At sixteen, I was doing everything photography, graffiti, drawing.  Photography between all other disciplines probably more fitted me, I was thirsty and impatient, the idea to create a sculpture in marble, as much as incredible and lasting, I told myself "I’m not going to stay for two months in a garage, working my ass off." I was really fascinated by the fact that with a camera, in a fraction of a second, divided a thousand times I was able to create something that was equally strong, equally communicating and was really captured by the fact that you could keep that frame forever. The way photography can be done boom boom boom,  the fact that the negative from this picture of this bird I took I can make hundreds of more images out of that. And because of that, I got stuck in photography primarily focused only on that, I never practice drawing anymore.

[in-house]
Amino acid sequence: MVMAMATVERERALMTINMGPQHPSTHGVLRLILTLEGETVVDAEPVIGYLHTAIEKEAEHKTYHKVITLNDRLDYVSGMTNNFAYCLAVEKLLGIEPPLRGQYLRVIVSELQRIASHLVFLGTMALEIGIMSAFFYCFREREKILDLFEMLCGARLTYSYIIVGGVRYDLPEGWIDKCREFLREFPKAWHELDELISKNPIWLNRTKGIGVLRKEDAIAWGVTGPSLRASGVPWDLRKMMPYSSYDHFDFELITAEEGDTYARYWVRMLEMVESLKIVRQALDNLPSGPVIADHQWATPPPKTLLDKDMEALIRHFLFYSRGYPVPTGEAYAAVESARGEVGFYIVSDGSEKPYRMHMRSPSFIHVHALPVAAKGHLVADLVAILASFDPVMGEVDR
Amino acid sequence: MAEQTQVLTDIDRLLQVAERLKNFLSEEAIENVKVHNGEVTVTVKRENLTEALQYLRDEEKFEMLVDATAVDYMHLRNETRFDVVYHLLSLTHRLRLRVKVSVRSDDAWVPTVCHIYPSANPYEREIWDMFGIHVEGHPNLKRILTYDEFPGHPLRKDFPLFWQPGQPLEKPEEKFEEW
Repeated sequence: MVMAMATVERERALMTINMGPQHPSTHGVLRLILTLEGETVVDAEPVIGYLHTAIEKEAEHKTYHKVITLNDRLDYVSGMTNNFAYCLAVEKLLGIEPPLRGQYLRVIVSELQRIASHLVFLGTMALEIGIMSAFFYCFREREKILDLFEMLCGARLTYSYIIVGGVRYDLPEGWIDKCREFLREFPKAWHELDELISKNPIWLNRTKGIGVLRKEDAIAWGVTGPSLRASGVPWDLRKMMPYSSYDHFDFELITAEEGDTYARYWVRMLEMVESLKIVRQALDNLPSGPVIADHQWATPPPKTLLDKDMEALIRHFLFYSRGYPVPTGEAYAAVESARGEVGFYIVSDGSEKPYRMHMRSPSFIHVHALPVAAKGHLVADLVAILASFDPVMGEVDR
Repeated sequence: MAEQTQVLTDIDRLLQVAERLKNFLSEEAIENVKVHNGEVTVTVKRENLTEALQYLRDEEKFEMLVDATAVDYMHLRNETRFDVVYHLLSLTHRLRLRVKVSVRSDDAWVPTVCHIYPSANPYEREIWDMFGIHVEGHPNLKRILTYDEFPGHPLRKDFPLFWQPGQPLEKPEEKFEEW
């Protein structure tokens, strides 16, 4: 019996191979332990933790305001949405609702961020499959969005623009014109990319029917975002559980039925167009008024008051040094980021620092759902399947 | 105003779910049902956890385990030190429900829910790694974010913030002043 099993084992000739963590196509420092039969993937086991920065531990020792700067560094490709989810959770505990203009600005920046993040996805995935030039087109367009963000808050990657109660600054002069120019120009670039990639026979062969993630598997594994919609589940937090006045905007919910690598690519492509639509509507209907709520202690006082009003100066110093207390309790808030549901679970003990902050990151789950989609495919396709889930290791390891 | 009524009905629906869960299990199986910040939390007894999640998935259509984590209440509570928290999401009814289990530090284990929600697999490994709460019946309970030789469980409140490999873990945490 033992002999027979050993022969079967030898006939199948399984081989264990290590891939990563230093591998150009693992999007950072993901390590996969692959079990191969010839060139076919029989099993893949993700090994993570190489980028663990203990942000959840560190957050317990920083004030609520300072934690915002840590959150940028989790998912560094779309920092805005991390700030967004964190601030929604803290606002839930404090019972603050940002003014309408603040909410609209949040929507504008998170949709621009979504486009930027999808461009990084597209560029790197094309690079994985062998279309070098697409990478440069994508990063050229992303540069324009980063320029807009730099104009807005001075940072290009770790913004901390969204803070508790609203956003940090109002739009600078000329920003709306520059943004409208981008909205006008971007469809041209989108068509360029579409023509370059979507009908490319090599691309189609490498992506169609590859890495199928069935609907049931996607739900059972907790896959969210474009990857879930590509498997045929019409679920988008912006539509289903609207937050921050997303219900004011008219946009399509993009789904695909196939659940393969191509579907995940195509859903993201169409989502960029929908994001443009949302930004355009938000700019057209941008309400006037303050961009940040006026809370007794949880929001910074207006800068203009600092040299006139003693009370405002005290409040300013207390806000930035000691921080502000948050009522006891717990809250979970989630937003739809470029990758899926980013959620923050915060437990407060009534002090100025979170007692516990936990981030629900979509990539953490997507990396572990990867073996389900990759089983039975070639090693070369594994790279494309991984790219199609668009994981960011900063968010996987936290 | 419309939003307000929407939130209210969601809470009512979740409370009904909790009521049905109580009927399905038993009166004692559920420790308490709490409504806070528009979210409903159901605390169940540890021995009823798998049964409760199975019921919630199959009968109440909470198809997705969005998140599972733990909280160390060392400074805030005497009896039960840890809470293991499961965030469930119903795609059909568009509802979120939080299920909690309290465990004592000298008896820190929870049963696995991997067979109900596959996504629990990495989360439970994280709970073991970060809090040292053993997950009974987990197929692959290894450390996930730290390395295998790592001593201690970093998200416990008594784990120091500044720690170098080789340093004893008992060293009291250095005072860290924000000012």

All this multidisciplinary background from printing, advertising, drawing, typography, actual printing with silkscreen and letterpress all of that help me figure out the large print pieces when in the process of creating pieces for U.P.W.W or when I do one of my books that I do from A to Z on my own from the graphics to the content.

seanella abraham